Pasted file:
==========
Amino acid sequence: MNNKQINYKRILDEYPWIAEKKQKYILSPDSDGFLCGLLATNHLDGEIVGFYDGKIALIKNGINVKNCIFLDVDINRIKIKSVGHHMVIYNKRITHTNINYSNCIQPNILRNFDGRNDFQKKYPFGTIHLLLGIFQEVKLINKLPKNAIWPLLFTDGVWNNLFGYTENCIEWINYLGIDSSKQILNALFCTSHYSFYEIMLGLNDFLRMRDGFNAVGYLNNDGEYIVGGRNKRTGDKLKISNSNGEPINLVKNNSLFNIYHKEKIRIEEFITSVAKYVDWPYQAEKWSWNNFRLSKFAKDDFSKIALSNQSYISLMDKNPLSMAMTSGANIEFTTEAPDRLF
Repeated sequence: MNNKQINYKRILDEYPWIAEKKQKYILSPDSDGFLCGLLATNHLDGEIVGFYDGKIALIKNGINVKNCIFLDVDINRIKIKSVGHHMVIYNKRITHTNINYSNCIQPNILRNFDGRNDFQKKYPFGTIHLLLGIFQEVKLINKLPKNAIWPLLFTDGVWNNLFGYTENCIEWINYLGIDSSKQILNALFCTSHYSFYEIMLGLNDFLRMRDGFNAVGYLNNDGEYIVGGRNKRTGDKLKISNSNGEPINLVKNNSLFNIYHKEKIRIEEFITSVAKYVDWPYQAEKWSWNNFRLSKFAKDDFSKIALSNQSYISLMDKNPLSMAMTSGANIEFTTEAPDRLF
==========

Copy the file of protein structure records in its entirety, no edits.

Amino acid sequence: MNNKQINYKRILDEYPWIAEKKQKYILSPDSDGFLCGLLATNHLDGEIVGFYDGKIALIKNGINVKNCIFLDVDINRIKIKSVGHHMVIYNKRITHTNINYSNCIQPNILRNFDGRNDFQKKYPFGTIHLLLGIFQEVKLINKLPKNAIWPLLFTDGVWNNLFGYTENCIEWINYLGIDSSKQILNALFCTSHYSFYEIMLGLNDFLRMRDGFNAVGYLNNDGEYIVGGRNKRTGDKLKISNSNGEPINLVKNNSLFNIYHKEKIRIEEFITSVAKYVDWPYQAEKWSWNNFRLSKFAKDDFSKIALSNQSYISLMDKNPLSMAMTSGANIEFTTEAPDRLF
Repeated sequence: MNNKQINYKRILDEYPWIAEKKQKYILSPDSDGFLCGLLATNHLDGEIVGFYDGKIALIKNGINVKNCIFLDVDINRIKIKSVGHHMVIYNKRITHTNINYSNCIQPNILRNFDGRNDFQKKYPFGTIHLLLGIFQEVKLINKLPKNAIWPLLFTDGVWNNLFGYTENCIEWINYLGIDSSKQILNALFCTSHYSFYEIMLGLNDFLRMRDGFNAVGYLNNDGEYIVGGRNKRTGDKLKISNSNGEPINLVKNNSLFNIYHKEKIRIEEFITSVAKYVDWPYQAEKWSWNNFRLSKFAKDDFSKIALSNQSYISLMDKNPLSMAMTSGANIEFTTEAPDRLF